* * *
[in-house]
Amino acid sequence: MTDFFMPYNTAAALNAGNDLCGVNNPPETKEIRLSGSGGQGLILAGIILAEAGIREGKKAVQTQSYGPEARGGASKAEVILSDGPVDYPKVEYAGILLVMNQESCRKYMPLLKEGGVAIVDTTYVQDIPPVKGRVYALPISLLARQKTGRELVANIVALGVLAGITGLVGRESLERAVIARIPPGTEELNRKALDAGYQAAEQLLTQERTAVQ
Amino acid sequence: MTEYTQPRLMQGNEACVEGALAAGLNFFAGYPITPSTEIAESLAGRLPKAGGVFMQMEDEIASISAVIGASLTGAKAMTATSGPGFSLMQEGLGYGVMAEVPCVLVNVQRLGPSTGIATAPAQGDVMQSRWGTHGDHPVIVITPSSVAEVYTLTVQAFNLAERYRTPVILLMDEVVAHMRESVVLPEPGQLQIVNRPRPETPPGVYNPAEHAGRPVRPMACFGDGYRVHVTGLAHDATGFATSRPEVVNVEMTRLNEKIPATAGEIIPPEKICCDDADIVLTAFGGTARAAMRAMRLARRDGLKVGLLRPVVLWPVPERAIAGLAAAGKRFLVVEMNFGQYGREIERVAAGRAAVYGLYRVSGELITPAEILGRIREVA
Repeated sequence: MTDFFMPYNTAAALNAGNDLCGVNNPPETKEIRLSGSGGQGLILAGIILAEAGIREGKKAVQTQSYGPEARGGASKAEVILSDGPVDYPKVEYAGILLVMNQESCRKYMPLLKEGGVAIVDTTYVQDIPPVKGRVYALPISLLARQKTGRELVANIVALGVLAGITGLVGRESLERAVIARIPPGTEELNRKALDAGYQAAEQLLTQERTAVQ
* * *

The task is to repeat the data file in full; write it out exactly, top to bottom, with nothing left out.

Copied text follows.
[in-house]
Amino acid sequence: MTDFFMPYNTAAALNAGNDLCGVNNPPETKEIRLSGSGGQGLILAGIILAEAGIREGKKAVQTQSYGPEARGGASKAEVILSDGPVDYPKVEYAGILLVMNQESCRKYMPLLKEGGVAIVDTTYVQDIPPVKGRVYALPISLLARQKTGRELVANIVALGVLAGITGLVGRESLERAVIARIPPGTEELNRKALDAGYQAAEQLLTQERTAVQ
Amino acid sequence: MTEYTQPRLMQGNEACVEGALAAGLNFFAGYPITPSTEIAESLAGRLPKAGGVFMQMEDEIASISAVIGASLTGAKAMTATSGPGFSLMQEGLGYGVMAEVPCVLVNVQRLGPSTGIATAPAQGDVMQSRWGTHGDHPVIVITPSSVAEVYTLTVQAFNLAERYRTPVILLMDEVVAHMRESVVLPEPGQLQIVNRPRPETPPGVYNPAEHAGRPVRPMACFGDGYRVHVTGLAHDATGFATSRPEVVNVEMTRLNEKIPATAGEIIPPEKICCDDADIVLTAFGGTARAAMRAMRLARRDGLKVGLLRPVVLWPVPERAIAGLAAAGKRFLVVEMNFGQYGREIERVAAGRAAVYGLYRVSGELITPAEILGRIREVA
Repeated sequence: MTDFFMPYNTAAALNAGNDLCGVNNPPETKEIRLSGSGGQGLILAGIILAEAGIREGKKAVQTQSYGPEARGGASKAEVILSDGPVDYPKVEYAGILLVMNQESCRKYMPLLKEGGVAIVDTTYVQDIPPVKGRVYALPISLLARQKTGRELVANIVALGVLAGITGLVGRESLERAVIARIPPGTEELNRKALDAGYQAAEQLLTQERTAVQ